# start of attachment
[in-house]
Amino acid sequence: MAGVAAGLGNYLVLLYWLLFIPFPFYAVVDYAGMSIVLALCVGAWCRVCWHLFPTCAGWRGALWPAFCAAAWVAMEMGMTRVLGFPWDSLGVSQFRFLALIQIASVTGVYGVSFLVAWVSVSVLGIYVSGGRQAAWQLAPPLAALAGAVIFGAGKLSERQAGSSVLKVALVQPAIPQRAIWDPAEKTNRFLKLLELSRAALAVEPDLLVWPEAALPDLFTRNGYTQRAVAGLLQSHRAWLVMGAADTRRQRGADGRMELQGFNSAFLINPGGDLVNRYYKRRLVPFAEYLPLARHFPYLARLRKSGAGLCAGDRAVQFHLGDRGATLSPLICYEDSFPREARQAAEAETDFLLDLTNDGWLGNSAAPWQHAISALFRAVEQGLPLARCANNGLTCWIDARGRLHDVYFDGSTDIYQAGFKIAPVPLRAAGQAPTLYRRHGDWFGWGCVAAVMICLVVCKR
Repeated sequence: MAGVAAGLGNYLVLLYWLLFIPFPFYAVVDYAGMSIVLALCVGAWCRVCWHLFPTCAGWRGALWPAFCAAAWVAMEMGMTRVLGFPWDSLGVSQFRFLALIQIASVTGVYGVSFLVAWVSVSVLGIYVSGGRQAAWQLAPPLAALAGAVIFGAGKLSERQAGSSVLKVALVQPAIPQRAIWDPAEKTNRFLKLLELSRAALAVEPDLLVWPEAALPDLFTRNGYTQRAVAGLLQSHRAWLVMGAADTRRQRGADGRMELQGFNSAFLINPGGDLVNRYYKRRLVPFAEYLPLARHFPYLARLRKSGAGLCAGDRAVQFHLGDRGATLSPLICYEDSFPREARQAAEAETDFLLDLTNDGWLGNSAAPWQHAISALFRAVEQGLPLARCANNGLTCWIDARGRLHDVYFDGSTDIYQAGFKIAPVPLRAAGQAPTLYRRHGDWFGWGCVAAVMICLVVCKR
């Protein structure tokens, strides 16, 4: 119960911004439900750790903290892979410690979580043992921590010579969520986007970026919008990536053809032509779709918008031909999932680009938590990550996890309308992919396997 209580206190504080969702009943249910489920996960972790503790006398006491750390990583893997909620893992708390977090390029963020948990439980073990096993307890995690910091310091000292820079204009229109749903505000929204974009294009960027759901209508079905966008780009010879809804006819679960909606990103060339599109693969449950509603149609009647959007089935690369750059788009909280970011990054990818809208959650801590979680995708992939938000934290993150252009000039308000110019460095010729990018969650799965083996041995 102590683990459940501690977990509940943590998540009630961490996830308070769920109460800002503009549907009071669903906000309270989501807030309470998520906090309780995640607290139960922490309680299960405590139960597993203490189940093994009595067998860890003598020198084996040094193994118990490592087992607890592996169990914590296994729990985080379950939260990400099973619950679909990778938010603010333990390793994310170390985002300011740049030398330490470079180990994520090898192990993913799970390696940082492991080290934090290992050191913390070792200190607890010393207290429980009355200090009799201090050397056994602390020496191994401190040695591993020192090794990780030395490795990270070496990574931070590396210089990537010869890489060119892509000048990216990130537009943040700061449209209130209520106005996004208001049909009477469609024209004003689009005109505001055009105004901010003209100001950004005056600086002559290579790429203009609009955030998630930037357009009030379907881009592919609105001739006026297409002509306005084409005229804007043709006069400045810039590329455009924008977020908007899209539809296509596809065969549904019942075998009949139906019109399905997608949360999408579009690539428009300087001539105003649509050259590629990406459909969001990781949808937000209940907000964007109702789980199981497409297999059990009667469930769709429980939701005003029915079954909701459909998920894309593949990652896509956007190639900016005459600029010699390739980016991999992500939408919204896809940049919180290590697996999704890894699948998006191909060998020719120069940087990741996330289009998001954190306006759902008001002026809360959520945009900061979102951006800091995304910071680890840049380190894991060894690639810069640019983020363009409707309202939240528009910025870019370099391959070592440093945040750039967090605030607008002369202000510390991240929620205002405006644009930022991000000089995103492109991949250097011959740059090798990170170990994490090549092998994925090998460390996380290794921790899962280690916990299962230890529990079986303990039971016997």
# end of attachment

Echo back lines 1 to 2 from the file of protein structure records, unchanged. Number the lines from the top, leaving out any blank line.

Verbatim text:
[in-house]
Amino acid sequence: MAGVAAGLGNYLVLLYWLLFIPFPFYAVVDYAGMSIVLALCVGAWCRVCWHLFPTCAGWRGALWPAFCAAAWVAMEMGMTRVLGFPWDSLGVSQFRFLALIQIASVTGVYGVSFLVAWVSVSVLGIYVSGGRQAAWQLAPPLAALAGAVIFGAGKLSERQAGSSVLKVALVQPAIPQRAIWDPAEKTNRFLKLLELSRAALAVEPDLLVWPEAALPDLFTRNGYTQRAVAGLLQSHRAWLVMGAADTRRQRGADGRMELQGFNSAFLINPGGDLVNRYYKRRLVPFAEYLPLARHFPYLARLRKSGAGLCAGDRAVQFHLGDRGATLSPLICYEDSFPREARQAAEAETDFLLDLTNDGWLGNSAAPWQHAISALFRAVEQGLPLARCANNGLTCWIDARGRLHDVYFDGSTDIYQAGFKIAPVPLRAAGQAPTLYRRHGDWFGWGCVAAVMICLVVCKR